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At the Heart of the Matter: New master's program empowers students to pioneer change

Campus News | March 21, 2016

Shelly Laux makes a new friend while serving in Honduras.

(March 21, 2016)— Not long after graduating college, Ginny Gordon found herself working to combat human trafficking in northeast India. It was when she returned home that she became aware that human trafficking was more prevalent in the United States than she thought.

She wanted to do something about it. A search for degree programs led her to Carson-Newman University.

The University’s Social Entrepreneurship graduate program helps prepare service-minded innovators to tackle root causes of social ills locally and around the world.

“I wanted something Christian-based, not the typical nonprofit management most schools offered,” Gordon says. “I was looking for something that would help me integrate my Christian faith with community development and practical, people-oriented classes. I found very few degree programs like that.”

Gordon is now in her second year of Carson-Newman's Master of Arts in Social Entrepreneurship program, studying from Virginia where she also works.

Ashoka, an international not-for-profit network that provides start-up financing and other support to social justice organizations, describes social entrepreneurs as “individuals with innovative solutions to society’s most pressing social problems.”

I think part of what the degree has helped me with so far is to serve as a capstone for all my varied experiences and fits them into a bigger picture,” Gordon says. “ It has helped me sort through the experiences, and it helps you remember the sparkle and understand these are all awesome experiences and have a purpose.”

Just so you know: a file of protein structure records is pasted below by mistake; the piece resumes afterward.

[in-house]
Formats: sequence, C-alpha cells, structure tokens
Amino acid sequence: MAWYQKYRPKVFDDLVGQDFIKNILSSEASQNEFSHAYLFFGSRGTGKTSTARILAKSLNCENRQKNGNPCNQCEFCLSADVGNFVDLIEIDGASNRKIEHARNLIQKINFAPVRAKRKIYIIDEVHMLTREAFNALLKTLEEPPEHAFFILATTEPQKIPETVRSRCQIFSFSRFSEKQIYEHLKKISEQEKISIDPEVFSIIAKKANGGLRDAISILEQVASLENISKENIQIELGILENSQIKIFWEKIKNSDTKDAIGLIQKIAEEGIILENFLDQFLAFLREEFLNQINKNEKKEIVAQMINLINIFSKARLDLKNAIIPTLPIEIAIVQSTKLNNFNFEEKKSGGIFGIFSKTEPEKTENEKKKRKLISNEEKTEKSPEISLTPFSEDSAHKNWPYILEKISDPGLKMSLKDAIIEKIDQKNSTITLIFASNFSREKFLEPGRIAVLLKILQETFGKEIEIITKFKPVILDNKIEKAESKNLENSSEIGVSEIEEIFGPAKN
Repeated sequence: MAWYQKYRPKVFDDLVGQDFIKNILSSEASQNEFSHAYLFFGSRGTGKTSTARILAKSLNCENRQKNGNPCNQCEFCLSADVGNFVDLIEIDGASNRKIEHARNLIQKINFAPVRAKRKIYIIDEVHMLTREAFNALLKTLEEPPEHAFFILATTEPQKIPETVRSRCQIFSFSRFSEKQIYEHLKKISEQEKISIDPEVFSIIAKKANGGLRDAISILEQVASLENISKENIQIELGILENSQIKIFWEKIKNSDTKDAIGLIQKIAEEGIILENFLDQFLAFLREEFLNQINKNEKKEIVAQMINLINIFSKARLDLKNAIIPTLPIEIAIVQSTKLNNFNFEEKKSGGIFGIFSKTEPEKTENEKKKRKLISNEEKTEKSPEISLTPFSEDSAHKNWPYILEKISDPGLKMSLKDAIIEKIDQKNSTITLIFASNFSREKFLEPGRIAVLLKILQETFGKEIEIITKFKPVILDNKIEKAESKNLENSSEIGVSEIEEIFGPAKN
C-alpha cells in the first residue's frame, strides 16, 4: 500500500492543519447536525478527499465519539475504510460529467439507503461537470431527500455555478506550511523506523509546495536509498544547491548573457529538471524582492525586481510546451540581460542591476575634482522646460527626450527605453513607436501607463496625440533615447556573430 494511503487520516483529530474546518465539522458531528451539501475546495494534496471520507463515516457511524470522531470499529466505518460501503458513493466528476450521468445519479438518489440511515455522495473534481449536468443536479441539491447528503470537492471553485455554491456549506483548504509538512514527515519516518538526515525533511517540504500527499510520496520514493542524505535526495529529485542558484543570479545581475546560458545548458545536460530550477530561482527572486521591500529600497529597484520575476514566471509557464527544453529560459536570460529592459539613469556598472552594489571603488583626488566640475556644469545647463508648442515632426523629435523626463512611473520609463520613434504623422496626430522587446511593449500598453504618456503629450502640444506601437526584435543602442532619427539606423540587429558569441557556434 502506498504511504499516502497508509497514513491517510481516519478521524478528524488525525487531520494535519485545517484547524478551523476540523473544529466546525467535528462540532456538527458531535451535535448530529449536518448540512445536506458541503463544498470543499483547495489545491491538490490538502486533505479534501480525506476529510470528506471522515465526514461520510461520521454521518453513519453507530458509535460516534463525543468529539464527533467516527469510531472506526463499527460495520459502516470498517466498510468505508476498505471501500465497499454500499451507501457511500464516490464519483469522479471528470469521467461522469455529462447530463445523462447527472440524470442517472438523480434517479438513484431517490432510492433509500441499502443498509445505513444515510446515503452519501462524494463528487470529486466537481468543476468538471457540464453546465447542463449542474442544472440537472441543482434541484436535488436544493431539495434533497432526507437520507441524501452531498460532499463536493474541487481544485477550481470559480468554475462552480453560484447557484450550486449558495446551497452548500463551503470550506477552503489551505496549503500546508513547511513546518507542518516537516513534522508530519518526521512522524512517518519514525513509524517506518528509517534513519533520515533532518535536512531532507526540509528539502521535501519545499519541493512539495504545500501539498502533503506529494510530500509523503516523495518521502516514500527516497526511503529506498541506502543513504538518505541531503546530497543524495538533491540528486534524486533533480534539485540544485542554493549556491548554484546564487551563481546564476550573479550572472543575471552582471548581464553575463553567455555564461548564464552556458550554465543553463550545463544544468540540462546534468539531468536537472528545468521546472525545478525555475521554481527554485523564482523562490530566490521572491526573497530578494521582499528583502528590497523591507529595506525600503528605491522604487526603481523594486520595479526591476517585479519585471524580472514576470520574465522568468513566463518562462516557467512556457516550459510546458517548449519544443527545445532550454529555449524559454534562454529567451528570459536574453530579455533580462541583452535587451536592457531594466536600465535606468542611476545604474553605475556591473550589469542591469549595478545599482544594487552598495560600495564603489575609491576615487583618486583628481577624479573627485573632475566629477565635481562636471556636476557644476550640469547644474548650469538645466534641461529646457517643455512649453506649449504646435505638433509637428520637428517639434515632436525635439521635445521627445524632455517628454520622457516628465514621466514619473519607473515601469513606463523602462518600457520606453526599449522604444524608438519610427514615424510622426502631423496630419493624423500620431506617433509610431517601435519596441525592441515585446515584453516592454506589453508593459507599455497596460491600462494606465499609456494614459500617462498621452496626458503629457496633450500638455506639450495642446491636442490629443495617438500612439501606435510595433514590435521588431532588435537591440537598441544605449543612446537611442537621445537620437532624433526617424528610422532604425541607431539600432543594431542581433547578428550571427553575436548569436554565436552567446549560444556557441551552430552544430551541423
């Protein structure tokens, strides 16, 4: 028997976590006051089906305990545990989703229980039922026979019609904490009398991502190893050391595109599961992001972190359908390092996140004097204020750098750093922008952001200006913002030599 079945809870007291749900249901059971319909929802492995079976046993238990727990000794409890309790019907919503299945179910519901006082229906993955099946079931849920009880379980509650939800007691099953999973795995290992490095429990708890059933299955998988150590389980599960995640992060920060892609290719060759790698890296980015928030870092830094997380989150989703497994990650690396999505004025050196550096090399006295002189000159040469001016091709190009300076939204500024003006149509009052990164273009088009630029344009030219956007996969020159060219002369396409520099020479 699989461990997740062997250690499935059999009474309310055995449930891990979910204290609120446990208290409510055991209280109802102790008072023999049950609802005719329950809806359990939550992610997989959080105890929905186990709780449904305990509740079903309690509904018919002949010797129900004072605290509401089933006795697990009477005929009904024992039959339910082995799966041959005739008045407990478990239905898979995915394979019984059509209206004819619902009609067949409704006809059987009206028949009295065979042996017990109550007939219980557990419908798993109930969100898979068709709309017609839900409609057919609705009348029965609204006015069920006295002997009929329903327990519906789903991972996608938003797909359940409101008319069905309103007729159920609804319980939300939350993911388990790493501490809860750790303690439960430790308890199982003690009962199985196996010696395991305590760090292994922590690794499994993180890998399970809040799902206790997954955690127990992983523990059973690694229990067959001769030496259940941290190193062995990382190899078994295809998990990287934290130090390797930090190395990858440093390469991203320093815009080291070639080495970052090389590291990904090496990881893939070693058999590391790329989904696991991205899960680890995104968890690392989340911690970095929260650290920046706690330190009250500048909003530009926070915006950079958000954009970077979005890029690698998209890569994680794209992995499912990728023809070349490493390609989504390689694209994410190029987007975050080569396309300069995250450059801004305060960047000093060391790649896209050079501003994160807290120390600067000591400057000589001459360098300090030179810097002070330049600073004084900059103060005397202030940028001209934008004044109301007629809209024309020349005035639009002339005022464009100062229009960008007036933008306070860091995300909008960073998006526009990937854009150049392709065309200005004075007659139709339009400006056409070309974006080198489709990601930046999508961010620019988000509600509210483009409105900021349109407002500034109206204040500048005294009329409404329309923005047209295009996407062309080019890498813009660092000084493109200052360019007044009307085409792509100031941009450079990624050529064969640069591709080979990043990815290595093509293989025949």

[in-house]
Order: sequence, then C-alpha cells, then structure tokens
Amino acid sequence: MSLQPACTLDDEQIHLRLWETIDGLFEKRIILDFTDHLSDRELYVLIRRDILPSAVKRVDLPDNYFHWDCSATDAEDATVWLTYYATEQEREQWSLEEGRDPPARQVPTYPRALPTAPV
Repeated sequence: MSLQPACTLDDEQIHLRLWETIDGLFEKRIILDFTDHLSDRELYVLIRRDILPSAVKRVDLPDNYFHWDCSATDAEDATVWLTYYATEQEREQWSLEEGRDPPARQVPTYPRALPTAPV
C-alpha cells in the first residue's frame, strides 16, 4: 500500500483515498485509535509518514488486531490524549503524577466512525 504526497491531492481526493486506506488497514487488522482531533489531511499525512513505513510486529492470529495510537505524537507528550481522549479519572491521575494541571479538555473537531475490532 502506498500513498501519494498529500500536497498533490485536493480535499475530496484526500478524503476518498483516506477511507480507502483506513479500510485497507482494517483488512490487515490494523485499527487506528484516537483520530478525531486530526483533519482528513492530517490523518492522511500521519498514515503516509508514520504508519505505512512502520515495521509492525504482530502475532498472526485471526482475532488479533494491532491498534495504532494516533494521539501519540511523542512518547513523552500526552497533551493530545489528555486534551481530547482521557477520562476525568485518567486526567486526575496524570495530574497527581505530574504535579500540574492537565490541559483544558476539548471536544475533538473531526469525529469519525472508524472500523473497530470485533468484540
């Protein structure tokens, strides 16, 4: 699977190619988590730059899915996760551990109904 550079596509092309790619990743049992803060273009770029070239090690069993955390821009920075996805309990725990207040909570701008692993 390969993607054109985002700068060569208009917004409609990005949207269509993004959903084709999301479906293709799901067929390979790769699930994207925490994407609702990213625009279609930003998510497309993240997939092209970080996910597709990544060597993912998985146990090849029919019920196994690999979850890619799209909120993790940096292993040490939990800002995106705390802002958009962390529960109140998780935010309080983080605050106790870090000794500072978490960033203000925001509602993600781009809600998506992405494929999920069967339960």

Launched in fall 2014, Carson-Newman’s MASE program was a natural step for the service-oriented liberal arts university. Carson-Newman is ranked no. 2 in the country in Washington Monthly’s “Community service participation and hours served" category, and was ranked no. 1 in service recently by the U.S. Department of Education.

“The Social Entrepreneurship program seeks to go beyond charity to get at root causes of problems such as poverty, youth incarceration and social injustice,” says Dr. Larry Osborne, who developed the program. “It seeks to empower people to solve their own problems and become masters of their own fate rather than dependent on the benevolence of others or government. That means changing social structures and systems that make problems self-perpetuating—for example, getting people access to jobs, education, mentoring or health care.”